VICTOR A. SALVO, JR.

INDIVIDUAL | Inducted 1998

After chairing Chicago’s 1987 National March on Washington Committee, he helped to found the Lesbian and Gay Progressive Democratic Organization and IMPACT, joined the NAMES Project’s local host committee, helped start Open Hand Chicago’s meals-on-wheels and grocery programs, promoted the 1993 March, and co-founded Gay and Lesbian Building and Trade Professionals.

The first true test of Victor Salvo’s leadership came as Chicago chairperson for the 1987 National March on Washington Committee. Gay and lesbian Chicagoans, like others across the nation, were gripped by growing despair in the face of AIDS, and Salvo was convinced it could be dispelled if enough people took their rightful place at the largest community gathering in history.

Salvo’s small committee succeeded in motivating an estimated 5,000 Chicagoans to go to Washington. Within six months, the number of local groups is said to have doubled. Two years later, there seemed to be hundreds of gay and lesbian organizations thriving in Chicago. His vision for change had come to pass.

After the march, Salvo helped to found the Lesbian/Gay Progressive Democratic Organization and, through LGPDO, became one of the founders of IMPACT. In 1988, he joined the NAMES Project host committee to bring the first AIDS Memorial Quilt display to Navy Pier. And, when those who had volunteered with him sought to turn their grief into action, Salvo joined in establishing Open Hand Chicago’s meals-on-wheels for those with HIV and AIDS.

In 1993, Salvo signed on to help organize another March on Washington: designing T-shirts and buttons; directing and producing a music video to promote the march; distributing thousands of posters and postcard invitations; and hosting a huge Park West benefit to raise money so that 35 PWAs could make the trip. An estimated 10,000 people from Chicago went this time.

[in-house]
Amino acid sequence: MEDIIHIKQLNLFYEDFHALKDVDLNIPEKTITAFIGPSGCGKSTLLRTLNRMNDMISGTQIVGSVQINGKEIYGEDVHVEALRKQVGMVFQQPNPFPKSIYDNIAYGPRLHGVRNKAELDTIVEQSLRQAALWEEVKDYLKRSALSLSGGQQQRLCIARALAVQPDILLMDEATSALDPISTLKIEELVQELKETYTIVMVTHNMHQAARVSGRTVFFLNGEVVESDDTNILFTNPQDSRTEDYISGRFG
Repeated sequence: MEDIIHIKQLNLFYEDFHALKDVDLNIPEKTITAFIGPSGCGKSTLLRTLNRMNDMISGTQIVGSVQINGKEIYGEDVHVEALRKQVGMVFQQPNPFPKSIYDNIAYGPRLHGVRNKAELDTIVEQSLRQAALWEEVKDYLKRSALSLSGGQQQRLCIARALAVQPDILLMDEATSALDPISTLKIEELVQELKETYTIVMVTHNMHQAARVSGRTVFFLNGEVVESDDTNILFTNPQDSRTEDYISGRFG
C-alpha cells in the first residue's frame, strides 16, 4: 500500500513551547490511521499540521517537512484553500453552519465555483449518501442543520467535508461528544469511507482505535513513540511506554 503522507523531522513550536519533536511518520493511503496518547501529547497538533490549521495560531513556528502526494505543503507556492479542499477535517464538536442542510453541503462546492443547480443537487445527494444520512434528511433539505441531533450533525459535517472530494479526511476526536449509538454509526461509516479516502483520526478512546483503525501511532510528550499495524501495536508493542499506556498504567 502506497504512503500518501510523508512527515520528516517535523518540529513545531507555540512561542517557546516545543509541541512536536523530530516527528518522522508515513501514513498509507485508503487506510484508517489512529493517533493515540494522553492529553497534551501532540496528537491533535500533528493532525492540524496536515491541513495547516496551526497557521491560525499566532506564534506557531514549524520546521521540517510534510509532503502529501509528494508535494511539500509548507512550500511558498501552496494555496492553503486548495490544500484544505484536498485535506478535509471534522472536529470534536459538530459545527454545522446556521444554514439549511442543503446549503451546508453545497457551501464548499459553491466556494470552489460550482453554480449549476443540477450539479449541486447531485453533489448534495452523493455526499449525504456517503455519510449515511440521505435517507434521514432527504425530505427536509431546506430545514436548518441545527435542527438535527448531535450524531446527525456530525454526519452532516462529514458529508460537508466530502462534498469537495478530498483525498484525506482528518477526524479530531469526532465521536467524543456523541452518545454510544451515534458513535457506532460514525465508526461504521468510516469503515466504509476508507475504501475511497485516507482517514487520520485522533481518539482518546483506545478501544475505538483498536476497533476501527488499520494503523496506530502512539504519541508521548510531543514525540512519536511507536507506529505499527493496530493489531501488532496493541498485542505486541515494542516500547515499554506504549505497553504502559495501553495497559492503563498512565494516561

In 1994, Salvo used his professional expertise to design and construct Open Hand Chicago’s entire chain of Grocery Centers. Beginning with the first Groceryland facility in Lake View, he oversaw the centers’ expansion to Humboldt Park, Englewood, and Rogers Park. The Rogers Park location also serves as Open Hand’s corporate headquarters. Eighty percent of Open Hand’s clients are now fed through these centers.

In 1995, Salvo co-founded Gay and Lesbian Building and Trade Professionals, now a part of the Gay and Lesbian Chamber of Commerce. GLBTP now serves as a mechanism for gay and lesbian people in the building and design trades to refer work to one another and advertise their services to the large lesbian and gay market in the metropolitan area. Besides maintaining GLBTP’s network, Salvo has served on the board of the Chicago Area Gay and Lesbian Chamber of Commerce and works closely with the Chicago Professional Networking Association (CPNA) to develop and strengthen a unique synergy among the combined 650 members of the three professional groups.

Since 1996, as a freelance contributor to Nightlines magazine, Salvo has written dozens of thought-provoking essays exploring the diversity of gay people, analyzing politics, and reflecting on the love and loss of family and friends. Drawing on observations from his own experiences and from the many persons with whom he has served, Salvo continues to call on us to put aside our differences and remember each other’s humanity before we lose sight of our shared history altogether.

Back